The broken alabaster jar represents the body of Jesus about to be broken on the Cross. The perfume filling the whole house, like a small bottle of Essential Oils, symbolizes the outpouring of the Spirit upon the world at Pentecost. As Jesus mentions, she was preparing him for his burial. With the blessing of the Father on him at his baptism and transfiguration, and the anointing of this unnamed woman, Jesus was so grounded in love that he was ready to face betrayal, abandonment, denial, torture and finally, death on the Cross.

The agony of Jesus in the garden is that of a lover. Gardens are where lovers go. Here, Jesus suffers not as a rabbi or high priest, but as one who has to make the decision to die well and without resentment, alone, a stone’s throw away from everyone. That, and not the physical suffering that awaited him, was his great concern. Again, the focus was on relationships, not achievements. Peter and the others promised rashly they will stand by Jesus to the end no matter what, but of course first fell asleep, and then abandoned him – the young man who ran away naked represents all those who abandoned Jesus in the end. It is ironic that those who all wanted to be close to Jesus during his ministry, even left their clothes behind to get away from him during his passion.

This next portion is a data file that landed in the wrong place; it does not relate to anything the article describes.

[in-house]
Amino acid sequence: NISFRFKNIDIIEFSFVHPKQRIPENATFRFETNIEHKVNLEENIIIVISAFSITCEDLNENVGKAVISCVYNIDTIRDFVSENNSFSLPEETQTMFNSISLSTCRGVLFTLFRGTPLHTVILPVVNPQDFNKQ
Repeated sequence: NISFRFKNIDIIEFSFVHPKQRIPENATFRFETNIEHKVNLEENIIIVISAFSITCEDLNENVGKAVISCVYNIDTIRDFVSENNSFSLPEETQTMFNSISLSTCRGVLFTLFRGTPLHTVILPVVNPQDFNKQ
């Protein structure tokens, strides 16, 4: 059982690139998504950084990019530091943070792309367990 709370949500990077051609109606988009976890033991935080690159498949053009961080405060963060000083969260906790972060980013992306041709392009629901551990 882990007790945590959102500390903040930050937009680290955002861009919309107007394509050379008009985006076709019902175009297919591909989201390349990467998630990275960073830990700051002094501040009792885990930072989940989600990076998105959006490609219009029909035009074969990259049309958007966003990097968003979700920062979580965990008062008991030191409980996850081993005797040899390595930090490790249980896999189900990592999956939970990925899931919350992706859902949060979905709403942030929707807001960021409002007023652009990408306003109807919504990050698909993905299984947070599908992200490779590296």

For the Jewish leaders, blasphemy was the greatest sin. For Jesus, it was the hypocrisy and unbelief of the Jewish leaders. They were the real blasphemers, worshipping the false gods of money, prestige and power without even knowing it, instead of worshipping Jesus who answered the high priest with the same answer God gave Moses: “Ego Eimi” – I am.

The Eucharist can be seen as a gift given twice – which makes it truly a gift from God to us. The dynamics of classical gift giving and receiving enters the picture here. When one is given an extraordinarily precious gift, the appropriate response is to politely give it back, saying one is not worthy of such a gift. The giver of the gift then has the opportunity to insist they really want the recipient to have it, thus they give it a second time. Then the recipient can truly receive the gift and feel that it is really theirs.

That is what happens in the Eucharist. God gives us God’s word, and then transforms humble gifts of bread and wine into the Body and Blood of Jesus, his beloved Son. After the Our Father, however, we give that gift back to God by saying that we are not worthy that he should come under our roof. In communion, however, God gives us back the gift of his Son a second time, and now we come forward to fully receive that gift, realizing this precious gift is ours to receive, treasure, value, appreciate and live out in our lives.

May this great mystery and gift of the unconditional love of God made present to us through the life, passion, death and resurrection of Jesus be a transformative power in our lives, leading us into a more intimate relationship with the Father through our faith in Jesus, and a more committed living out of that love for all others we meet.


Updated: March 28, 2021 — 2:17 am